Valhalla too is a state of mind. It is the apparatus of authority by which Wotan has surrounded himself. He could not have built this castle in the air by his own efforts. For the power of the gods comes from our belief in them, and this belief must be naive, unquestioning, strong with the rude unthinking strength of Wagner’s builder-giants.
Because the rule of law forbids coercion, the work of the giants must be purchased, not compelled. It is this that leads Wotan to his fateful dependency on Alberich’s hoard. The rule of law embodied in Wotan’s spear comes to depend on a huge injustice, as Alberich is tricked into captivity, his hoard stolen from him and the ring torn from his finger. At the moment when this happens, and the humiliated dwarf curses the ring, our sympathies are entirely with Alberich, who has renounced all hope of happiness for the sake of the power that is now being snatched from him, which was his sole real possession and which no one else can successfully use.
Right from the beginning, therefore, we are shown that Wotan’s legal order depends upon an act of usurpation, and that there is another order of things—an order of coercion—that underpins the splendour and freedom of the gods. We see these two orders brought constantly into confrontation with each other, both cosmically and personally. Wotan tries to recruit a free being who will return the ring to the Rhine-daughters. But having endowed his son Siegmund with freedom, he recognises that he, the god, is bound by his own law to oppose him. In what is the most harrowing scene of the cycle, he therefore contrives Siegmund’s death. Thereafter Wotan is schooled by his remarkable daughter Brünnhilde to take a purely passive role. It has become clear to him that only a free human being can rid the world of Alberich’s curse. And the free being must act for himself.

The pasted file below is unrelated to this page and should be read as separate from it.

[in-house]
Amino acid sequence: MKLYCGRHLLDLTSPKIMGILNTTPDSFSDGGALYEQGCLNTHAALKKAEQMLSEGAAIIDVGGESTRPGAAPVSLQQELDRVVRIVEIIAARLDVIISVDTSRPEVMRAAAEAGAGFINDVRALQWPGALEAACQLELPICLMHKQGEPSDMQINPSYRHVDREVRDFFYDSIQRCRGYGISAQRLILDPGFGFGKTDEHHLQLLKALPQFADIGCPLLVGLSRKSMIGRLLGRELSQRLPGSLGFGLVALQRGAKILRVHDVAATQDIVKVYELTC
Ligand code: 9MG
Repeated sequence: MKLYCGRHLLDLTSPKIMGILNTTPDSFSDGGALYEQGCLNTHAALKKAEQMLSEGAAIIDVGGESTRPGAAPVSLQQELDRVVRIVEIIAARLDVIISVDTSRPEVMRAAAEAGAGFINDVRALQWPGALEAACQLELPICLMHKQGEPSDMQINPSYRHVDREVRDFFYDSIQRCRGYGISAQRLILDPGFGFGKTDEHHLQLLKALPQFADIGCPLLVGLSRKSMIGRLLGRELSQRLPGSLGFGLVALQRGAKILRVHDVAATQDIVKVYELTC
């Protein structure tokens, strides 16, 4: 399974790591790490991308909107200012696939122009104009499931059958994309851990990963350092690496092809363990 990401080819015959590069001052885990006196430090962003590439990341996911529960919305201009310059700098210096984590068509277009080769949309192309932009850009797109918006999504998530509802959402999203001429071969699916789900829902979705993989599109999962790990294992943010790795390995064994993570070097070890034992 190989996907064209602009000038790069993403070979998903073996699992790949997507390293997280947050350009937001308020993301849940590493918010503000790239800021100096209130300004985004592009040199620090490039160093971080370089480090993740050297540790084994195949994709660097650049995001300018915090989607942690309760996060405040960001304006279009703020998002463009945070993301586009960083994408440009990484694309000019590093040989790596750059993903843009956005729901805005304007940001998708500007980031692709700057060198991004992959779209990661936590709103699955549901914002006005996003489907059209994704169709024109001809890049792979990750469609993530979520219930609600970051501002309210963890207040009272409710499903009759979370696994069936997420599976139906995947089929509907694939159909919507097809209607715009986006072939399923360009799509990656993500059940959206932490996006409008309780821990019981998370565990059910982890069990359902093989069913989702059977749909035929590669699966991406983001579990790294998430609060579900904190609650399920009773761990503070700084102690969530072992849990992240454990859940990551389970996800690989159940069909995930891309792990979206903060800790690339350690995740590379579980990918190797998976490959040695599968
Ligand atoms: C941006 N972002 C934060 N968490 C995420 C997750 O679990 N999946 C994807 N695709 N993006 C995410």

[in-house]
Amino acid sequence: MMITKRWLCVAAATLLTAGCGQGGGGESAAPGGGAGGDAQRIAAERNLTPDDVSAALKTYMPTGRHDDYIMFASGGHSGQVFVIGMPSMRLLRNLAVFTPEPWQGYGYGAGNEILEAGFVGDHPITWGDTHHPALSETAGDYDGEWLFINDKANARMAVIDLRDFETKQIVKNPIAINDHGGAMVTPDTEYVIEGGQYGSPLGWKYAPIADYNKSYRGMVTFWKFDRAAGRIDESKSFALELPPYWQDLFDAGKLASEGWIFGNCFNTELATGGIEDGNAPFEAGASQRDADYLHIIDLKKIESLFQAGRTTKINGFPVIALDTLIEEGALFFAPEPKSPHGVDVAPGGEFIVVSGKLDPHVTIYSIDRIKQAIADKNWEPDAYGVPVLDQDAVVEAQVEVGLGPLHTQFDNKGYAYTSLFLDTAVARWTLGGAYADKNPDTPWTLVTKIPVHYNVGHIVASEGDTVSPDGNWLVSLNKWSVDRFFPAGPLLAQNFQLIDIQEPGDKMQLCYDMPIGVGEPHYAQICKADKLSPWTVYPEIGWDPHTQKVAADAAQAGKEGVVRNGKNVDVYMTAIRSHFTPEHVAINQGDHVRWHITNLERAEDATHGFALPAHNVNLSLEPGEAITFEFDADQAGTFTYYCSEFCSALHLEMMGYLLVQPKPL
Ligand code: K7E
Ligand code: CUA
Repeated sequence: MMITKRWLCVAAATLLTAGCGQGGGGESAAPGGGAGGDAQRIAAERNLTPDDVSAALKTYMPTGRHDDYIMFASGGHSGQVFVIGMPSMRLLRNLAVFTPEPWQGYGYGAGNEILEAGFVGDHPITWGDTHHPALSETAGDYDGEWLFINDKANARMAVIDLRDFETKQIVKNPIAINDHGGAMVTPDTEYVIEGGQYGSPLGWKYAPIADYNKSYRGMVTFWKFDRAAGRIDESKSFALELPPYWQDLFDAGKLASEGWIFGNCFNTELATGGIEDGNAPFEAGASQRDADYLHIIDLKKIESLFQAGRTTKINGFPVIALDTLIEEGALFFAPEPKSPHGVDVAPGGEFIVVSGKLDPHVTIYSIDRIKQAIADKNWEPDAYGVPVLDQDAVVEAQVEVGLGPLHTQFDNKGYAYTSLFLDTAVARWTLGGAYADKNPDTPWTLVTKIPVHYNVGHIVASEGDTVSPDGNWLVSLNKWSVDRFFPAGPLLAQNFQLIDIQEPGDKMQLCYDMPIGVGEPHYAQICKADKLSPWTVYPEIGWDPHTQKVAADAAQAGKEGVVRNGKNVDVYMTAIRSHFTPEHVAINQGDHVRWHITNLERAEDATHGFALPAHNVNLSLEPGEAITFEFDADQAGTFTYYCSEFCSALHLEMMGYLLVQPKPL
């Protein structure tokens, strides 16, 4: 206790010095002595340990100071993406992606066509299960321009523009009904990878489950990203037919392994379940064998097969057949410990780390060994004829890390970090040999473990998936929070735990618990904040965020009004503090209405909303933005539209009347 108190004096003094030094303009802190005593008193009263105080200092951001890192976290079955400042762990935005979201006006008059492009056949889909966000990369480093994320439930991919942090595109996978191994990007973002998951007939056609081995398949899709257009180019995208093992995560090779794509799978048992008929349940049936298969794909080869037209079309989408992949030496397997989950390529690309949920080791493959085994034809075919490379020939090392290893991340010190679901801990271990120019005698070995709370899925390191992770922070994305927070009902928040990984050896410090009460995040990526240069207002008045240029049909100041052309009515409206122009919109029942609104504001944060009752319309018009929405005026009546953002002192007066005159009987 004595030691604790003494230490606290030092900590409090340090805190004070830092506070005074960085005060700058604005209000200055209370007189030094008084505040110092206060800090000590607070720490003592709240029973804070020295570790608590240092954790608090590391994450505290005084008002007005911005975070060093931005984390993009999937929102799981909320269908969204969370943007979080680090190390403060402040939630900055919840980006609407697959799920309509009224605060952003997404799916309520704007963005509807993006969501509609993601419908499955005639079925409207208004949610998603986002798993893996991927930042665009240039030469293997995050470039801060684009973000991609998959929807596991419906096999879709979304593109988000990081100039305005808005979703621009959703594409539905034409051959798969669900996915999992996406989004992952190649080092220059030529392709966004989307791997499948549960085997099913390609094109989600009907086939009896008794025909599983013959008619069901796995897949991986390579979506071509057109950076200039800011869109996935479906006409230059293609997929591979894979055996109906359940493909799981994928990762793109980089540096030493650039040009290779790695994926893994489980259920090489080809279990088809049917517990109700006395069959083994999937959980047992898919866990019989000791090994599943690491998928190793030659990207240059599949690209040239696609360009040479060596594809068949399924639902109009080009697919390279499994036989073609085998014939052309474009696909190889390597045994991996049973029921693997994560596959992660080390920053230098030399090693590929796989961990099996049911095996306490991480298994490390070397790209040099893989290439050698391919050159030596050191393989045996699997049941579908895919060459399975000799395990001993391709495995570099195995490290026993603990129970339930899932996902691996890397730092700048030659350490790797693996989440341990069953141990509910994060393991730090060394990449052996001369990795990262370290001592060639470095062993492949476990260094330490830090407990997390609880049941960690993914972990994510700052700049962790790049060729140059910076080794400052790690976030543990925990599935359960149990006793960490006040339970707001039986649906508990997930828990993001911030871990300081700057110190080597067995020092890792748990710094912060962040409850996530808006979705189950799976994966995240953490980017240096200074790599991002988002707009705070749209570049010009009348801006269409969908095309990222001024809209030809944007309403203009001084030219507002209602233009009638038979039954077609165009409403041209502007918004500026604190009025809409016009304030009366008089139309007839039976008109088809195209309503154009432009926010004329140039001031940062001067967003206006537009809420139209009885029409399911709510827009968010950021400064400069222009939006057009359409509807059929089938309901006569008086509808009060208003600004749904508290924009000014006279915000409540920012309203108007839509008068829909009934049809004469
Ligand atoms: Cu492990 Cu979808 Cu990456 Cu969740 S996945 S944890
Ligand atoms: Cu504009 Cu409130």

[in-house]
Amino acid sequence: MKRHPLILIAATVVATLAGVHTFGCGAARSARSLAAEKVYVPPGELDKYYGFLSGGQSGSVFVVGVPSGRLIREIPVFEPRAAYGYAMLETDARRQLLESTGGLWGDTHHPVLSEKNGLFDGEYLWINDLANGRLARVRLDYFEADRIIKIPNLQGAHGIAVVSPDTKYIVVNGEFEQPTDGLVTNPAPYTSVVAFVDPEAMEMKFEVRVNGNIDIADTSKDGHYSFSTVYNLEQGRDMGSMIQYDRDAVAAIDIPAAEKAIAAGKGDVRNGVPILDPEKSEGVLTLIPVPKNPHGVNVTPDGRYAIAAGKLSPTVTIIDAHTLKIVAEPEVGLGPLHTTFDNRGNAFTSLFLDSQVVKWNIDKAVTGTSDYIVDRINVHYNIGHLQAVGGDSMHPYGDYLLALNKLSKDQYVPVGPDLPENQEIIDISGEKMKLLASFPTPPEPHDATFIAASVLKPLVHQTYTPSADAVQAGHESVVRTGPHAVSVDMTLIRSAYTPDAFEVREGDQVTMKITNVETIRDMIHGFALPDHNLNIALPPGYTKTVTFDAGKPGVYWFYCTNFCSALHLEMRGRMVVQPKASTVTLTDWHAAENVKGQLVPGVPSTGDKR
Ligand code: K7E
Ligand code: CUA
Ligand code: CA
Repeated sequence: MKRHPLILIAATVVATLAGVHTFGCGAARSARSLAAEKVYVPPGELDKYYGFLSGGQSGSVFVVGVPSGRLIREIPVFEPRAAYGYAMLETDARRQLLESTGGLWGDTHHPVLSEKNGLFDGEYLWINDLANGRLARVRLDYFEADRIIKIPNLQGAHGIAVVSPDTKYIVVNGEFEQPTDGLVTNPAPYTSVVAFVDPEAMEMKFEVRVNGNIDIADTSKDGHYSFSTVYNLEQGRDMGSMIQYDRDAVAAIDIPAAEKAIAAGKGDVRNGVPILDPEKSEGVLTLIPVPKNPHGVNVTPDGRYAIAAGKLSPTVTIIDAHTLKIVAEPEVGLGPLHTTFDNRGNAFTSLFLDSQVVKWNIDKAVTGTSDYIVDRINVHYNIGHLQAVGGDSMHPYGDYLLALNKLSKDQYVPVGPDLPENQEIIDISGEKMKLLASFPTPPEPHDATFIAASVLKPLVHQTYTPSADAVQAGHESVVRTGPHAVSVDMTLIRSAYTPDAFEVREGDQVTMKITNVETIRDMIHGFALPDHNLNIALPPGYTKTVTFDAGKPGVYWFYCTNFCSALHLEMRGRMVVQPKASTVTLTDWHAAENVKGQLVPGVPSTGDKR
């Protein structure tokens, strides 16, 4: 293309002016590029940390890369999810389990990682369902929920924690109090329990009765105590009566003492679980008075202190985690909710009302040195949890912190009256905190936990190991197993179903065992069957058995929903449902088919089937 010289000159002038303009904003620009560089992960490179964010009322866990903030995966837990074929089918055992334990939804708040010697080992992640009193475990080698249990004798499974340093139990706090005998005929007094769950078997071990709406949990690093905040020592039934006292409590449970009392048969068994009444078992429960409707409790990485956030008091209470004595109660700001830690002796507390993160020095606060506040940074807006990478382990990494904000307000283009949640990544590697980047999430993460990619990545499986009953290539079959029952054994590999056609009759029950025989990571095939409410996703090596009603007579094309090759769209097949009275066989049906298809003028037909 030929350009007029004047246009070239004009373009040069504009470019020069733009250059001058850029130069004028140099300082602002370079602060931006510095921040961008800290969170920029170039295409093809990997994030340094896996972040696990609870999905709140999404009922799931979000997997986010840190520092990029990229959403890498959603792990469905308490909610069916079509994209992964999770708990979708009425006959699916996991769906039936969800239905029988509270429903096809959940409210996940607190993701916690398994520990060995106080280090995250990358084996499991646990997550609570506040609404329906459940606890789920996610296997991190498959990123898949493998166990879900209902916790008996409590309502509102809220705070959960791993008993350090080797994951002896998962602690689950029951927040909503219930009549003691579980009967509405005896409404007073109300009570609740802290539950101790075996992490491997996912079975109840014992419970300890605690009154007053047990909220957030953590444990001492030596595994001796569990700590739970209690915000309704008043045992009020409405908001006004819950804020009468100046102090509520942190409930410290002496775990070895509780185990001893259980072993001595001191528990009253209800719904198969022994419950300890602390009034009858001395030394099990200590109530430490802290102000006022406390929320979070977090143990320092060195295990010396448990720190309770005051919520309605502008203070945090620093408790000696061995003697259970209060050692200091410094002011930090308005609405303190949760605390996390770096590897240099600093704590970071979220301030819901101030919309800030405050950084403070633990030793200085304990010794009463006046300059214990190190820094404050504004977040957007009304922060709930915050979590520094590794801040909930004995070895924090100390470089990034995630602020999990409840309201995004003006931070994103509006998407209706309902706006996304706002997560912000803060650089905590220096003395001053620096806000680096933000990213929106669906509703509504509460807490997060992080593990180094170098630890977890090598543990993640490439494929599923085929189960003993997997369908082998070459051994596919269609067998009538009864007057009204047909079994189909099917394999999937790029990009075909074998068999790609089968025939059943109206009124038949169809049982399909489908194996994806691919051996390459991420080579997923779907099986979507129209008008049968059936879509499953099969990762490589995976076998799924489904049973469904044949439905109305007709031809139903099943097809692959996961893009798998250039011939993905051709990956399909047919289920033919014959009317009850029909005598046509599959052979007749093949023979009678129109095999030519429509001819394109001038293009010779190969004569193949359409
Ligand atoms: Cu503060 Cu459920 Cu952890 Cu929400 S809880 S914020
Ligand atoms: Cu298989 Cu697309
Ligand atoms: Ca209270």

Wagner is distinguishing the consensual order, ruled by law, from the coercive order, ruled by treachery and violence. And caught between these two orders, frequently defying the one and always threatened by the other, lies the narrow sphere of personal love. This is a sphere of suffering, which has no power to endure or to sustain itself, but which nevertheless contains the sole justification for the rule of law and the act of usurpation by which the legal order is founded.
Wotan gradually discovers that his search for the other, who will be free from the contracts that bind the sovereign power, is self-contradictory. Only if the free being overcomes Wotan, can a new world of freedom be brought into being. But if Wotan is overcome the world falls out of governance, and laws and contracts are no longer enforced. In a world surrendered to love all oaths, treaties, vows and promises are void. And that includes the vow of love. The order of love, so fragile but so full of meaning, depends for its durability on Wotan’s rule. Siegfried, in pushing Wotan aside on his way to the mountaintop where the sleeping Brünnhilde lies, destroys the order that would enable Siegfried to be true to himself.
With the collapse of the objective order of law, therefore, comes the collapse of the inner order of faith and trust. This is part of the meaning of Götterdämmerung, which consists of a series of vows—including the vow of love between Siegfried and Brünnhilde—all of which are broken in a cumulative personal disaster, which is also a cosmic disaster. Wotan’s defeat is therefore Siegfried’s defeat, and in shattering Wotan’s spear Siegfried, who is about to discover love, brings into being a world in which love will be impossible.